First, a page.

A Spring Training First Timer, Part I

Christopher Hanewinckel-USA TODA

I'm a rookie visitor to Spring Training. I've always wanted to go but there was always something getting in the way: no vacation time, no resources, or not a high enough priority. However, after a couple of other things fell into place, 2014 was the year.

Just for some background: there are 3 of us traveling and Spring Training was the last part of the trip. So far, we had hiked in and out of the Grand Canyon with perfect weather, visited four other national parks, traveled on Route 66 and eaten a requisite meal at a mostly-not-sketchy mom and pop cafe, took a picture of a statue they had on a corner in Winslow Arizona trying to capitalize on the song most made famous by The Eagles, eaten at an In-N-Out burger, and visited the world famous (hint: it's not) TUBA CITY!

This set of Fanposts will be broken into 3 parts and I should have them all posted by the end of the week:

Also, I've put things into a few different categories both to share with others about our visit and also to help those who are planning to go to Spring Training in the future.



Did I mention it was Arizona in the winter? The first day was in the low 80s and it was the warmest day we were there. Even coming from Houston, winter weather doesn't get much better than this. Astute observers may notice the little cone of ice in my left hand. We'll get to that in a little bit.



I love going to a game early just to sit in the stands and watch batting practice. There are few things more relaxing to me in the world. Spring Training is perfect for this. It struck me as a little odd: these are the same drills we all did in grade school baseball. You'd expect something more advanced for the majors but it's still about working the same muscle memory and repetition.

FYI: Most teams practice at 10 for the 1:05 games. Still that's Mountain Time so it's not too early.


There are various levels of fan friendliness around Phoenix with Surprise being at the top of the list of the parks we went to. Notice the pre-made "knotholes" where you can just stand and watch? There are 8(?) practice fields on the Royals side and it feels a lot like a suburban baseball complex.

We found a spot beyond left field under the only shade tree in Phoenix. For about a half hour, we also chatted with a guy who used to be in the Cubs system and does some really meaningful work with at risk youth. Any balls he caught went to players on the little league team he coached as rewards for good plays (neat idea!). He was there with his son who was playing in a college baseball tournament for Santa Clara at the Surprise facility. There were some OU baseball players milling around, too.


After some basic running and fielding drills, it's time for batting practice. First up were Sal, Hosmer, and Moose. They'd each rotate in for about 5 swings until their time was up. Left field was much less popular than right field so anything hit out to left would go to one of us or a couple of ball hawks who were camped out in left center.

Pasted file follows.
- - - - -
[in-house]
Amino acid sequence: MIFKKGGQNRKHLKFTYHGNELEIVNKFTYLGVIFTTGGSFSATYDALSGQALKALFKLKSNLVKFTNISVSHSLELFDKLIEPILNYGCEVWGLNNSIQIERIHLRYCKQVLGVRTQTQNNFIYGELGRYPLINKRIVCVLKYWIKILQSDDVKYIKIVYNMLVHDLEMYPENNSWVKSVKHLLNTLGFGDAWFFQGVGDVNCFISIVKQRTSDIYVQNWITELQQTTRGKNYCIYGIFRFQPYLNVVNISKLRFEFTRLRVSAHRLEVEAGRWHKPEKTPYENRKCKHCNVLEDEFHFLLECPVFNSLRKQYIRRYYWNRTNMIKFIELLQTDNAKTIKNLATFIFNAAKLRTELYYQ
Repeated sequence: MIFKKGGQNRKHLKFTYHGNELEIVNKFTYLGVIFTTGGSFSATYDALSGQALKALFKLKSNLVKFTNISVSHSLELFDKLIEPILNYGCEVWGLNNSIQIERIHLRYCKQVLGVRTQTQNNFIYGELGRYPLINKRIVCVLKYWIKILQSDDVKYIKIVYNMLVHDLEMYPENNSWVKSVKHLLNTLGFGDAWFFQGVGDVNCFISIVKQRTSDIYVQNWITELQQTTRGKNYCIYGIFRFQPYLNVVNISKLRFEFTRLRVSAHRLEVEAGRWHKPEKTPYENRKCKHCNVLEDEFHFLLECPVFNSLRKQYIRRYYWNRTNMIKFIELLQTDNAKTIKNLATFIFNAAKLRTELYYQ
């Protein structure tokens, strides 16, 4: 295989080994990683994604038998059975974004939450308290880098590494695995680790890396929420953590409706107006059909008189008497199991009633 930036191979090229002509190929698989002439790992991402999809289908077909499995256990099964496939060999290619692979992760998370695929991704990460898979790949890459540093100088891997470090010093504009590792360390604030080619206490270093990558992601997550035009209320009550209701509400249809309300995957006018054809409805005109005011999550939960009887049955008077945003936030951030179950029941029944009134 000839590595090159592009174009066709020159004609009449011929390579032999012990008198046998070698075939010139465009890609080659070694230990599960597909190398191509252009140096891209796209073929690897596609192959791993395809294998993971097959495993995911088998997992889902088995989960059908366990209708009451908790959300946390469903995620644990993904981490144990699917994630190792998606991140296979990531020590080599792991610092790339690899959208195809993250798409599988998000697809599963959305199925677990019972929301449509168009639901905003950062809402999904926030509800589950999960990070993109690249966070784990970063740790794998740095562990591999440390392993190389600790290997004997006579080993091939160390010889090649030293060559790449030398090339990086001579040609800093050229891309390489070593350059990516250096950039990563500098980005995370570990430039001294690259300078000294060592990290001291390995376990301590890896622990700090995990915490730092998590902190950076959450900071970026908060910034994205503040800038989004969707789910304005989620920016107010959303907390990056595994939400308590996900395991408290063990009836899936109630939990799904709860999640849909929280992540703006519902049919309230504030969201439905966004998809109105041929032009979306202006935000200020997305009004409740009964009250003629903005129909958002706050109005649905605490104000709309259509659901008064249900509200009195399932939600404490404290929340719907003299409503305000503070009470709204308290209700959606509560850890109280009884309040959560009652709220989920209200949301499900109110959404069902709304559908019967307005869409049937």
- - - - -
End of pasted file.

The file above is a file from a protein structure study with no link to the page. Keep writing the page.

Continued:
If I caught a ball, it was going to be mine. I've been to over 100 MLB games and I have exactly one baseball. It was from one of those cold April days at Kauffman and the Orioles were in town. We were in a mostly abandoned Hy-Vee section with four college guys of varying levels of sobriety sitting a few rows in front of us. They were working one of the Baltimore players, cheering him on and trying to get a practice ball thrown up to the 400 level. Eventually he acquiesced and threw but he overshot them about 5 rows and I caught it. I offered it to the guys as they did all the work but they didn't want it as they didn't catch it.

Back to Arizona, Sal launched one over the fence that got caught up in a tree a few feet in front of us. I quickly ran up and grabbed it off the ground. However, I think I cut in front of my friend who was also heading for the ball. Honestly, I have slow reflexes so it took a while to process but for the next few minutes, I was feeling a bit guilty about that (happy ending: he would have the Sal ball by the time we left).

Next up were Gordon, Butler, and Aoki. As we were getting on towards 11, the crowd was getting a bit thicker but right field was still much more popular as Gordon just keep crushing them like Hosmer and Moose before him. Butler was also hitting them out, just more to center than to right. However, he got ahold of one and launched it maybe 10 feet from where we were standing. I ran up, camped under it, and... it bounced off my palm onto the ground. D'oh. I recovered and picked it up but, man, that hurt for the rest of the day. It also left a large bruise on my hand that lasted for the rest of the trip.

Still, it was pretty awesome. As we both had souvenirs (my wife didn't really care for one) and we had been there over an hour, we went to check out the stadium which was now open.

The Stadium